Idea Gallery: Major League Baseball Must Ban Smokeless Tobacco
Idea Gallery is a recurring editorial series on NewPublicHealth in which guest authors provide their perspective on issues affecting public health. Today's contributors are Matthew Myers, President of the Campaign for Tobacco-Free Kids, and Cheryl Healton, President & Chief Executive Officer of Legacy.
Every summer, millions of American children go to baseball stadiums across the country to watch their heroes play the national pastime. And even more kids watch the games on TV.
That means millions of kids see Major League Baseball players chewing and spitting out harmful tobacco products – creating the false impression that smokeless tobacco use is cool and athletic. About one-third of current Major League Baseball players use smokeless tobacco.
To protect the health of ballplayers and the kids who look up to them, we urge Major League Baseball and the Major League Baseball Players Association to ban tobacco use by players, managers, coaches and other team personnel at ballparks. The current talks on a new collective bargaining agreement give baseball a unique opportunity to make a powerful national statement about health.
Tobacco use is the number one preventable cause of death in the United States. Public health experts have concluded that smokeless tobacco is very addictive and causes cancer and other serious illnesses. And smokeless tobacco use among high school boys is spiking – it’s increased 36 percent since 2003 and an alarming 15 percent of high school boys currently use smokeless products.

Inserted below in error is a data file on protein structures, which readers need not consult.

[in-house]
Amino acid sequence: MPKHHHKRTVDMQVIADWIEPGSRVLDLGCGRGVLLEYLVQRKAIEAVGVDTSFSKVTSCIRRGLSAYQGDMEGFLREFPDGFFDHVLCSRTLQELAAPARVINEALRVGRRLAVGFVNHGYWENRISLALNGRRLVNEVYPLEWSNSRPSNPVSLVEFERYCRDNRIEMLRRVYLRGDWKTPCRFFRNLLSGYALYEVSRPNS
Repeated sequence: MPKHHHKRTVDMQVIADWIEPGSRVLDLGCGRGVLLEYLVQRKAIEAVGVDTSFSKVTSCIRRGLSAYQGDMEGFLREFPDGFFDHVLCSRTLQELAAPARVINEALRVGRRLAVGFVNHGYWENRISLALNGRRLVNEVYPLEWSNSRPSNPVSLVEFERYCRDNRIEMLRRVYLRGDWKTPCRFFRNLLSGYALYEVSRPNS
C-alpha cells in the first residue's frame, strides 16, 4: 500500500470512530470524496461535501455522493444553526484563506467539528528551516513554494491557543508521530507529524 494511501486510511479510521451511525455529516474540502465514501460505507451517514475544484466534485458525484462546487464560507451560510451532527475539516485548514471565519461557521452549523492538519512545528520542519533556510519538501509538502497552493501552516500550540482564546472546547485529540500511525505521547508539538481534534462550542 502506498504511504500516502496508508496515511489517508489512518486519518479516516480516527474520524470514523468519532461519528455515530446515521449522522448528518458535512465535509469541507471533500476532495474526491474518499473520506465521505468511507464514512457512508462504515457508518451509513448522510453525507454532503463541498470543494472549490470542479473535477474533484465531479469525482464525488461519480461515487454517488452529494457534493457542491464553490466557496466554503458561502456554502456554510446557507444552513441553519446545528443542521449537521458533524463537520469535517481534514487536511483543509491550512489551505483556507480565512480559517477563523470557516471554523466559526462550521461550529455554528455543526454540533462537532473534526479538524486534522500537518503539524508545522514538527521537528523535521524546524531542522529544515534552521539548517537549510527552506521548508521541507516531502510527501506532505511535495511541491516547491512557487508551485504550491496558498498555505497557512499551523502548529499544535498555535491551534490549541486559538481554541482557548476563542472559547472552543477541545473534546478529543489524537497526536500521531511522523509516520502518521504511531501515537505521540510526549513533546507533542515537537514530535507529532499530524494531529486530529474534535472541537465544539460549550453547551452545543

In spite of these disturbing statistics, the tobacco industry still spends huge sums – more than $350 million per year at last count – to market smokeless products and often promotes them as a substitute for smoking. Tobacco companies continue to advertise these products in magazines that appeal to youth.
Baseball banned tobacco use in the minor leagues 18 years ago. The NCAA and the National Hockey League also prohibit tobacco use. Ending tobacco use in Major League Baseball would be another important step to help teach kids that tobacco use — in any form — is dangerous and can lead to serious diseases. It will also help keep our kids’ heroes healthy.
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